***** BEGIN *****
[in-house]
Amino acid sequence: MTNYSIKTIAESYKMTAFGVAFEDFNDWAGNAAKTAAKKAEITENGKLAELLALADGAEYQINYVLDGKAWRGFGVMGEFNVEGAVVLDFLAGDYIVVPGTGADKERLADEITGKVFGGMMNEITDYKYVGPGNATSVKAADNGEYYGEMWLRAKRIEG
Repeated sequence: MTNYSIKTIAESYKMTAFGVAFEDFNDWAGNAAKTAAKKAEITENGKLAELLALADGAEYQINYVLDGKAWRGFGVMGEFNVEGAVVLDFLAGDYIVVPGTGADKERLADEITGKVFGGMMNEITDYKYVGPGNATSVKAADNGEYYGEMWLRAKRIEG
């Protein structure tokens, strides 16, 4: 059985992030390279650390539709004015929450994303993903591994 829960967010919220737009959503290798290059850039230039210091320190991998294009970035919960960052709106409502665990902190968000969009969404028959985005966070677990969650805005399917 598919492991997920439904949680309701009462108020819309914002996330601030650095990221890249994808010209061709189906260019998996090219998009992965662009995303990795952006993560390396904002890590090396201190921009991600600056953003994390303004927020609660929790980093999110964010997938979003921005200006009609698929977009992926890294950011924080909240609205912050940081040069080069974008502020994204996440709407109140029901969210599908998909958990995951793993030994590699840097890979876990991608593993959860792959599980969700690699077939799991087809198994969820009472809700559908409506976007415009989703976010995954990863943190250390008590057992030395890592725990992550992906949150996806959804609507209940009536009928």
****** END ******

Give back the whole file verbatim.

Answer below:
[in-house]
Amino acid sequence: MTNYSIKTIAESYKMTAFGVAFEDFNDWAGNAAKTAAKKAEITENGKLAELLALADGAEYQINYVLDGKAWRGFGVMGEFNVEGAVVLDFLAGDYIVVPGTGADKERLADEITGKVFGGMMNEITDYKYVGPGNATSVKAADNGEYYGEMWLRAKRIEG
Repeated sequence: MTNYSIKTIAESYKMTAFGVAFEDFNDWAGNAAKTAAKKAEITENGKLAELLALADGAEYQINYVLDGKAWRGFGVMGEFNVEGAVVLDFLAGDYIVVPGTGADKERLADEITGKVFGGMMNEITDYKYVGPGNATSVKAADNGEYYGEMWLRAKRIEG
């Protein structure tokens, strides 16, 4: 059985992030390279650390539709004015929450994303993903591994 829960967010919220737009959503290798290059850039230039210091320190991998294009970035919960960052709106409502665990902190968000969009969404028959985005966070677990969650805005399917 598919492991997920439904949680309701009462108020819309914002996330601030650095990221890249994808010209061709189906260019998996090219998009992965662009995303990795952006993560390396904002890590090396201190921009991600600056953003994390303004927020609660929790980093999110964010997938979003921005200006009609698929977009992926890294950011924080909240609205912050940081040069080069974008502020994204996440709407109140029901969210599908998909958990995951793993030994590699840097890979876990991608593993959860792959599980969700690699077939799991087809198994969820009472809700559908409506976007415009989703976010995954990863943190250390008590057992030395890592725990992550992906949150996806959804609507209940009536009928």